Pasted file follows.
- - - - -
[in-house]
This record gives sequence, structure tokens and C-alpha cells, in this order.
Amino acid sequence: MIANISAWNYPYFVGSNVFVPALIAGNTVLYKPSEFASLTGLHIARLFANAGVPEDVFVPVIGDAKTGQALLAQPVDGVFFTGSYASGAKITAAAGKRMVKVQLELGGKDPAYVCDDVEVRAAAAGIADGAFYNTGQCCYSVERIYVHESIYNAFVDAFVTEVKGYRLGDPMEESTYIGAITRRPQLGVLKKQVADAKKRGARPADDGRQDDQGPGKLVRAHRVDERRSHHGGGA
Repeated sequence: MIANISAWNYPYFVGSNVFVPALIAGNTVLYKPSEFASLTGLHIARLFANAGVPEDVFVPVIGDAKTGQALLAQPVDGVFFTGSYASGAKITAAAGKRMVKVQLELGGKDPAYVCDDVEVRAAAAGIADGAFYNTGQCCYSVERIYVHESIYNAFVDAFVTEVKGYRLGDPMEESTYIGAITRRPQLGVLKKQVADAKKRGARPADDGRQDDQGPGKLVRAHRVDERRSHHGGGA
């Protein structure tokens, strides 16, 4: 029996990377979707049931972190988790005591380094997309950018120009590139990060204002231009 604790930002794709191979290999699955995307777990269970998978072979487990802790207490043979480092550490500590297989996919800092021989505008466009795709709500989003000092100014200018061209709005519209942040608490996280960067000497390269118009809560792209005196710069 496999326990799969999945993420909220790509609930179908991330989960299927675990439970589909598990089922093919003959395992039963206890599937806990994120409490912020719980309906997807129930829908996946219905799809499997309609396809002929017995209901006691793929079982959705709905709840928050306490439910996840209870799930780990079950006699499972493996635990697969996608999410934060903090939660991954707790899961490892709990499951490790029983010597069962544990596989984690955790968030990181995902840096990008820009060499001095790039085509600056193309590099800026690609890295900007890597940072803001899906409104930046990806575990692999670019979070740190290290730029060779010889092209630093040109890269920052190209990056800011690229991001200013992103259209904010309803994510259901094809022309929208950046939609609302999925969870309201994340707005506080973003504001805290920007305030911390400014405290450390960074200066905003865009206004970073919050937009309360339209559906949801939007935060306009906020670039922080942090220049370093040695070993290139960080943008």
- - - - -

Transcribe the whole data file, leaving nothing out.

[in-house]
This record gives sequence, structure tokens and C-alpha cells, in this order.
Amino acid sequence: MIANISAWNYPYFVGSNVFVPALIAGNTVLYKPSEFASLTGLHIARLFANAGVPEDVFVPVIGDAKTGQALLAQPVDGVFFTGSYASGAKITAAAGKRMVKVQLELGGKDPAYVCDDVEVRAAAAGIADGAFYNTGQCCYSVERIYVHESIYNAFVDAFVTEVKGYRLGDPMEESTYIGAITRRPQLGVLKKQVADAKKRGARPADDGRQDDQGPGKLVRAHRVDERRSHHGGGA
Repeated sequence: MIANISAWNYPYFVGSNVFVPALIAGNTVLYKPSEFASLTGLHIARLFANAGVPEDVFVPVIGDAKTGQALLAQPVDGVFFTGSYASGAKITAAAGKRMVKVQLELGGKDPAYVCDDVEVRAAAAGIADGAFYNTGQCCYSVERIYVHESIYNAFVDAFVTEVKGYRLGDPMEESTYIGAITRRPQLGVLKKQVADAKKRGARPADDGRQDDQGPGKLVRAHRVDERRSHHGGGA
């Protein structure tokens, strides 16, 4: 029996990377979707049931972190988790005591380094997309950018120009590139990060204002231009 604790930002794709191979290999699955995307777990269970998978072979487990802790207490043979480092550490500590297989996919800092021989505008466009795709709500989003000092100014200018061209709005519209942040608490996280960067000497390269118009809560792209005196710069 496999326990799969999945993420909220790509609930179908991330989960299927675990439970589909598990089922093919003959395992039963206890599937806990994120409490912020719980309906997807129930829908996946219905799809499997309609396809002929017995209901006691793929079982959705709905709840928050306490439910996840209870799930780990079950006699499972493996635990697969996608999410934060903090939660991954707790899961490892709990499951490790029983010597069962544990596989984690955790968030990181995902840096990008820009060499001095790039085509600056193309590099800026690609890295900007890597940072803001899906409104930046990806575990692999670019979070740190290290730029060779010889092209630093040109890269920052190209990056800011690229991001200013992103259209904010309803994510259901094809022309929208950046939609609302999925969870309201994340707005506080973003504001805290920007305030911390400014405290450390960074200066905003865009206004970073919050937009309360339209559906949801939007935060306009906020670039922080942090220049370093040695070993290139960080943008």